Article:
In an ideal world, the corporate tax rate should be zero and there should be no deductions. If Tim Cook made any mistake in his testimony earlier this week, it was in being overly generous in suggesting a compromise in which the corporate tax rate would fall to 20%. If there must be a compromise, then tax reform should employ a static-revenue-approach in which a lowering of the corporate tax rate is offset by the elimination of deductions.

I'd like to think that Apple came out ahead in this congressional battle, if only because it has logic on its side. I'd also like to think that this has been very instructive for the electorate, and that it has therefore advanced the cause of tax reform.

An early end to QE3 is not something to worry about

Early last week I argued that the beginning of the end of QE3 was not scary, even though the Fed could start scaling back its asset purchases within a few months. Yesterday the Fed moved closer to doing just that, and it sent paroxysms of fear rippling through global equity markets. As I see it, this is simply an overreaction. The economy is not about to collapse just because the Fed buys fewer Treasuries and MBS. The Fed is going to be scaling back QE in response to an improvement in the economic outlook and there's nothing scary about that at all.

Reading the bond market tea leaves shows that bond market is rationally reflecting an improvement in the economic outlook, rather than any deterioration. This in turn suggests that the equity market selloff is overdone.

The chart above illustrates the biggest change to hit the bond market of late: a sharp rise in 5-yr real yields on TIPS. Since the beginning of April, 5-yr TIPS real yields are up over 70 bps, and that's a big deal.

The chart above compares the real yield on 5-yr TIPS to the 2-yr annualized real growth of the U.S. economy since 1997. As I've argued before, real yields on TIPS tend to track the market's expectations for economic growth. Real yields in the past two years have been negative because the market has been extremely concerned over the possibility of zero or negative growth going forward. It only makes sense to buy TIPS with a negative yield—thus assuring a loss of purchasing power—if you are really concerned that returns on risky assets could be much worse. The recent rise in real yields tells me that the bond market has now become less pessimistic about the prospects for U.S. economic growth, and that same change in sentiment can be found in Fed governors' recent statements. We aren't seeing more optimism, we are seeing less pessimism. The risk of bad things happening has declined, so it is less imperative for the Fed to continue its asset purchases.

The above chart shows 5-yr nominal yields on Treasuries and 5-yr real yields on TIPS, as well as the spread between the two—which is equivalent to the market's expected average annual inflation rate over the next 5 years. Real yields have risen much more than nominal yields, which have barely budged, and that is the result of declining inflation expectations, which are now down to just under 2%, only slightly below the 2.08% average of the past 16 years. Nothing scary at all here: inflation expectations have moderated a bit, and concerns over future economic growth have also moderated a bit. That change in sentiment can also be what's driving gold prices down from exceptionally high levels.

As the above chart shows, long-term inflation expectations have also moderated a bit, but they remain absolutely normal at 2.3%, considering that the annualized increase in the CPI over the past 10 years has been 2.4%. Nothing scary here: inflation expectations remain "well-anchored," as the Fed is wont to say, and there is no sign of deflation concerns either.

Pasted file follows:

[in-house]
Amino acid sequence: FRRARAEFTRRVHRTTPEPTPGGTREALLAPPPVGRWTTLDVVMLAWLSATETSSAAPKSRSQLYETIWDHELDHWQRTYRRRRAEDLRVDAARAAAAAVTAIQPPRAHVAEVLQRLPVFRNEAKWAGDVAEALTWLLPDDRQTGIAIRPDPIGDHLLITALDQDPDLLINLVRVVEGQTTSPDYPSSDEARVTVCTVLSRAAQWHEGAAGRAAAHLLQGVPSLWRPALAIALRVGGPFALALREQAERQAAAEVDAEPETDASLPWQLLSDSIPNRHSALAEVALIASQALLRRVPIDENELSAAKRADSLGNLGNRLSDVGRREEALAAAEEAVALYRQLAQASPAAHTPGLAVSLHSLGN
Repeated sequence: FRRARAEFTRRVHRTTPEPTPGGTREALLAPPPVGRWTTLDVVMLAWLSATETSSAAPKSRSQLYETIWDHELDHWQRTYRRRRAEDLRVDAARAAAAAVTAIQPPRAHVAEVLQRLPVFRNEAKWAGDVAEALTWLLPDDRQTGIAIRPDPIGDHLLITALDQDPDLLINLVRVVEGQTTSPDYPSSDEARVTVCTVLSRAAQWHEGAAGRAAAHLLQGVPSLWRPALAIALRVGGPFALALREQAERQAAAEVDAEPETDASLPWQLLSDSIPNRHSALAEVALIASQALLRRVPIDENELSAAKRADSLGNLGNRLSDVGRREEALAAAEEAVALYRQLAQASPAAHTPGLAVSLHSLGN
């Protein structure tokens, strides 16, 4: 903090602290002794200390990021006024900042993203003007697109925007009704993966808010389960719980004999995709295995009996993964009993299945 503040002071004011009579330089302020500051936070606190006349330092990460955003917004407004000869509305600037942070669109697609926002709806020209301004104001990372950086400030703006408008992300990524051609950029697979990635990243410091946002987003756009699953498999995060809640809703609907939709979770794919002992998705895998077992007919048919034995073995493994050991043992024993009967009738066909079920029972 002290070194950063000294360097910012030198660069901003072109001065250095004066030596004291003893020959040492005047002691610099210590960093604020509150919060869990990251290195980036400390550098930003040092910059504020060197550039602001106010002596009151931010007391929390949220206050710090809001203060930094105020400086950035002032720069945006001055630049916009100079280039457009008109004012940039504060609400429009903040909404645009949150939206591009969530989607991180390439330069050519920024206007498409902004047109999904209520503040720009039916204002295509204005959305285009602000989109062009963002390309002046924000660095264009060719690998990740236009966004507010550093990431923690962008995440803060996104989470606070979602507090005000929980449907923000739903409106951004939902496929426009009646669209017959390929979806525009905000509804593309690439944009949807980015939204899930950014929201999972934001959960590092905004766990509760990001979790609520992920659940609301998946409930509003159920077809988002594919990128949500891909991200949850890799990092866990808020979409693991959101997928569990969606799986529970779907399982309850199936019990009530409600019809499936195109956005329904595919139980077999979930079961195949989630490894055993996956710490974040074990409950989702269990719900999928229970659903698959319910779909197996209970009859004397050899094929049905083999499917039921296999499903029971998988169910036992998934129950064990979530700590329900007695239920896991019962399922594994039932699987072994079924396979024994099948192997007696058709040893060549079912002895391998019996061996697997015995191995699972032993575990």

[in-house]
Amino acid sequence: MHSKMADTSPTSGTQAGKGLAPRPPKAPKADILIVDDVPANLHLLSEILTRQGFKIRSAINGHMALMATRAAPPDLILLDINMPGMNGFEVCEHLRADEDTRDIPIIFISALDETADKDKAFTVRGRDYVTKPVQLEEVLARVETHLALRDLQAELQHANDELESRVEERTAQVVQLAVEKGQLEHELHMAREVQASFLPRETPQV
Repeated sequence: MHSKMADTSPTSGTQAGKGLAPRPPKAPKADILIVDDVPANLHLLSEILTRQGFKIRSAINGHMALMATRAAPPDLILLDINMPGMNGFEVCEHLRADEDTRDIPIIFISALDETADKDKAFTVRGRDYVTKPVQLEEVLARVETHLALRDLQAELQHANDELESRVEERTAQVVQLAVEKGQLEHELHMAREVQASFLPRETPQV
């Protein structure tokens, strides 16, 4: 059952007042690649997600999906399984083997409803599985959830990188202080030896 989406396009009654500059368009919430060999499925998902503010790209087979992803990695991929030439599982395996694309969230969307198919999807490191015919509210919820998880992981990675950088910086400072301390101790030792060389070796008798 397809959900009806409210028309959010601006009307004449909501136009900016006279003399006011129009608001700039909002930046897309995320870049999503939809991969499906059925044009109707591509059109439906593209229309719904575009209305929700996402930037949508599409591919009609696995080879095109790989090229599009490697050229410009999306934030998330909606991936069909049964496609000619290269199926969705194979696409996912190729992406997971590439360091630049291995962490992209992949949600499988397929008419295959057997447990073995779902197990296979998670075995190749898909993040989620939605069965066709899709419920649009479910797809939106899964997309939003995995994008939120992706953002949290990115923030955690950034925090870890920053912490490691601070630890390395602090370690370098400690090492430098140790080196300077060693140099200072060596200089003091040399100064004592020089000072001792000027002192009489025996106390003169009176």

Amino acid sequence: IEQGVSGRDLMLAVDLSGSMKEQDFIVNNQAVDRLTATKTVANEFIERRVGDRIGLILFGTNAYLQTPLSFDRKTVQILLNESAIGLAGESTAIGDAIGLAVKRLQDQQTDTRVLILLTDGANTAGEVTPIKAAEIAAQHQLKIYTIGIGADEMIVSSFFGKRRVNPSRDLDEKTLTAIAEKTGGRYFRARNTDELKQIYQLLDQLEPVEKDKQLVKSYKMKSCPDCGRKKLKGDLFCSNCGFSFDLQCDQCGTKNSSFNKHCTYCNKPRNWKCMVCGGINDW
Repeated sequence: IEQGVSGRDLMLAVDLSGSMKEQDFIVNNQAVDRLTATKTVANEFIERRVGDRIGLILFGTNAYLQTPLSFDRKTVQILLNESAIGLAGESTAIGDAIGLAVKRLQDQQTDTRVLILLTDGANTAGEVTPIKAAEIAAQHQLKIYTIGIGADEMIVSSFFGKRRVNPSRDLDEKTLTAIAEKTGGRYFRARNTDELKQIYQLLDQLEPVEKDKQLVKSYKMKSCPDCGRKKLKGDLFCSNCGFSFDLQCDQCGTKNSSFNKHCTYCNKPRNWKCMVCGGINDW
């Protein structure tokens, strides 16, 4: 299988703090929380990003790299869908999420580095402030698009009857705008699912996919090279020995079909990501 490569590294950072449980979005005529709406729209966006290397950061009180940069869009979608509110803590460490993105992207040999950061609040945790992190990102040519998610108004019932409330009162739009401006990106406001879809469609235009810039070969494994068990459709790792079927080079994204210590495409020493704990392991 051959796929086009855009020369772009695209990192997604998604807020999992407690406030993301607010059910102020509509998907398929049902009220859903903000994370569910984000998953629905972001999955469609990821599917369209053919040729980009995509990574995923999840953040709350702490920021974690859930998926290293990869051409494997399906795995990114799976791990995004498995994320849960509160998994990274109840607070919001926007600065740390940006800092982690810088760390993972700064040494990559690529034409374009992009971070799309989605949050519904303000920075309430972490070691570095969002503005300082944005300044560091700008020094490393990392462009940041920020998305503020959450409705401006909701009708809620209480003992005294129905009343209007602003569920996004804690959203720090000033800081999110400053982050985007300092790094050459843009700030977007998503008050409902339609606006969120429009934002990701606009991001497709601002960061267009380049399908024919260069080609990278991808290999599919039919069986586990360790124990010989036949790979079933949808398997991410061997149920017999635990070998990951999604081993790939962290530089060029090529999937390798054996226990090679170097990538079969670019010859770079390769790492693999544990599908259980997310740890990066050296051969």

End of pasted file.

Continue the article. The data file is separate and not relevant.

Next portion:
The above chart of the spread between 10- and 30-yr Treasury yields is a good measure of the slope of the yield curve, which remains just about as steep as it has ever been. A steep yield curve is a classic sign of a market that expects short-term interest rates to rise in the future, and as a corollary, a sign that the market considers the Fed's current monetary stance to be very accommodative (easy money today almost guarantees that monetary policy will have to tighten in the future). If the bond market were worried that Fed tightening could threaten the economy, then the yield curve would be a whole lot flatter.

By the way, the above chart also shows that the Fed's efforts to flatten the yield curve have not succeeded at all. As I explained last week, when a central bank's massive bond purchases produce a counter-intuitive result, that is a very good sign that monetary ease is working.

Meanwhile, high-frequency data such as weekly claims for unemployment continue to be consistent with an economy that is growing. Nothing to worry about here.

As the above chart of bank reserves shows, the magnitude of the Fed's latest round of asset purchases has been quite modest compared to what it was with QE1 and QE2. Tapering its purchases beginning in a few months will be equivalent to the Fed adding fewer drops to a relatively full bucket.

Consumer loan delinquencies hit a new low

Delinquency rates on consumer loans and credit cards fell to a new all-time low in the first quarter of this year.

Abstracting from student loans, which are growing at a (frightening) 20%+ annual rate and now make up some 20% of all consumer credit, banks have not aggressively expanded their consumer lending activities, as shown in the chart above. This presumably owes much to tighter lending standards and to consumers' desire to deleverage. But there has not been a wholesale curtailment of consumer lending that might explain declining delinquency rates. Falling delinquency rates thus are most likely a sign of improving consumer finances, prudent lending standards, and greater job stability.

If there is anything to worry about, it is the still-rapid expansion of student loans that began in early 2009 when the federal government essentially took over the student loan market. The other day I helped my daughter apply for a $20,000 student loan and it took her about 5 minutes online to qualify. Surprisingly easy. Probably too easy for most, and a likely source of future problems. With easy access to federally-provided credit, students are enabling colleges to continue charging what in many cases are exorbitant amounts.

Watch out for the seemingly-inevitable bursting of the higher education bubble. In the meantime, declining consumer delinquency rates are a healthy sign.